Search for Common Ground and the Middle East Program at the Woodrow Wilson Center present
Women and Youth in Modern Iran: A Film Festival
Please join us for a two-day screening of a selection of Iranian films highlighting the present day realities of women and youth in Iran. Each day concludes with a panel discussion with experts on Iranian cinema. These films display the complexities and the various aspects of Iranian culture from a religious, traditional, and legal point of view.
April 29: Women in Iranian Films in the Recent Era
8:30am – coffee
8:45am – welcoming remarks
9-10:30am – Café Setare (Moghadam, Saman, 2006, 90 mins): Three women who live in a poor neighborhood in Tehran actively seek a better life in this contemporary slice of Iranian life. Café Setareh focuses on Fariba, Saloomeh, and Moluk in a triptych of warm-hearted, interwoven stories.
10:45am – 12:15pm – Ten (Kiarostami, Abbas, 2005, 90 mins): Ten sequences examine the emotional lives of women at significant junctures. A mother drives around Tehran and has ten separate conversations with several different passengers.
12:15 – 1:00pm – lunch provided by Search for Common Ground
1:00-2:30pm – The May Lady (Bani Etemad, Rakhshan, 1999, 90 mins): A woman edging into middle age must make some tough choices about her life and her work in this drama from Iran. Forugh Kia (Minoo Farshi) is a woman in her early '40s who has reached a crossroads in both her personal and professional lives. Forough is a documentary filmmaker who has been forced by economics to set aside more personal projects in order to accept a commission from a television network to make a simplistic film about "the perfect mother." But Forough has issues of her own about her role as a mother.
2:40-3:27pm – Mrs. President: Political Leadership in Iran (Haeri, Shahla, 2002, 47 mins): In the summer of 2001, 47 Iranian women neither affiliated with nor supported by any political party registered themselves as candidates for the presidential elections. Due to the Guardian Council’s interpretation of a clause in the constitution, none of the women were allowed to run. This documentary presents the thoughts and opinions of six female candidates who agreed to be interviewed, along with the commentary of two female Iranian journalists who cover political developments for magazines in their country.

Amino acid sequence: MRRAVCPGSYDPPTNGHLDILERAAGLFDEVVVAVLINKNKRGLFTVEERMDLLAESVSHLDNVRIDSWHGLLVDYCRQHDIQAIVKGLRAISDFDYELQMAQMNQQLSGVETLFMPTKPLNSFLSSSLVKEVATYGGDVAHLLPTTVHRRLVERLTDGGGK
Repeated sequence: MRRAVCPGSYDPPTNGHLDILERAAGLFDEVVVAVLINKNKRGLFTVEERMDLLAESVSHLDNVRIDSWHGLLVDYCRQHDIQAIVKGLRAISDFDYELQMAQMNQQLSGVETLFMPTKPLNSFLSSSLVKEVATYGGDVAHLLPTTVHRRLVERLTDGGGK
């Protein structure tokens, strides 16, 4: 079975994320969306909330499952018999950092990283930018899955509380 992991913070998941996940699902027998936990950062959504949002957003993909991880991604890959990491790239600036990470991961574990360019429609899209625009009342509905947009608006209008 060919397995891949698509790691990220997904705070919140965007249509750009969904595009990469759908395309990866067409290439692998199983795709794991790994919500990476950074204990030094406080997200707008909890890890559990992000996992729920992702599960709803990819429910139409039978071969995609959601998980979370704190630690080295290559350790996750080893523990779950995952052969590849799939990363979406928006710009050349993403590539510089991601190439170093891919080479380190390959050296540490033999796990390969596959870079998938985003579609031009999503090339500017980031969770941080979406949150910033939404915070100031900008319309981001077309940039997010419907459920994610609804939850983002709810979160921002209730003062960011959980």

3:30 – 4:30pm – Panel Discussion with Negar Mottahedeh, Pardis Minuchehr, Mehrangiz Kar, and Milad Pournik (moderator)
April 30: Youth in Iranian Films
8:30am – coffee
9:00 – 10:45am – No One Knows About Persian Cats (Ghobadi, Bahman, 2009, 105 mins): The film follows two young musicians (Ashkan and Negar) as they form a band and prepare to leave Iran shortly after being released from prison. The pair befriends a man named Nader (Hamed Behdad), an underground music enthusiast and producer who helps them travel around Tehran and its surrounding areas in order to meet other underground musicians possibly interested in forming a band and later leaving the country.
11:00am – 12:30pm – Facing Mirrors (Azarbeyjani, Negar, 2011, 88 mins): Set in contemporary Iran, Facing Mirrors is a story of an unlikely and daring friendship that develops despite social norms and religious beliefs. Although Rana is a traditional wife and mother, she is forced to drive a cab to pay off the debt that keeps her husband in prison. By chance she picks up the wealthy and rebellious Edi, who is desperately awaiting a passport to leave the country. At first Rana attempts to help, but when she realizes that Edi is transgender, a dangerous series of conflicts arises.
12:30 – 1:15pm – lunch provided by Search for Common Ground
1:15 – 2:47pm – The Glass House (Rahmanian, Hamid, 2013, 92 mins): The Glass House follows four girls striving to pull themselves out of the margins by attending a one-of-kind rehabilitation center in uptown Tehran. Forget about the Iran that you’ve seen before. With a virtually invisible camera, the girls of The Glass House take us on a never-before-seen tour of the underclass of Iran with their brave and defiant stories: Samira struggles to overcome forced drug addiction; Mitra harnesses abandonment into her creative writing; Sussan teeters on a dangerous ledge after years of sexual abuse; and Nazila burgeons out of her hatred with her blazing rap music.
3:00 – 4:00pm – Panel Discussion with Pedram Partovi and Hamid Rahmanian
- Associate Professor of Literature, Duke University
- Director of the Persian Program and Assistant Professor of Persian, George Washington University
- Former Public Policy Scholar, Wilson Center; Iranian attorney, writer, and activist
- Communications and Outreach Officer, The World Bank
- Assistant Professor, Department of History, American University
- Filmmaker and graphic artist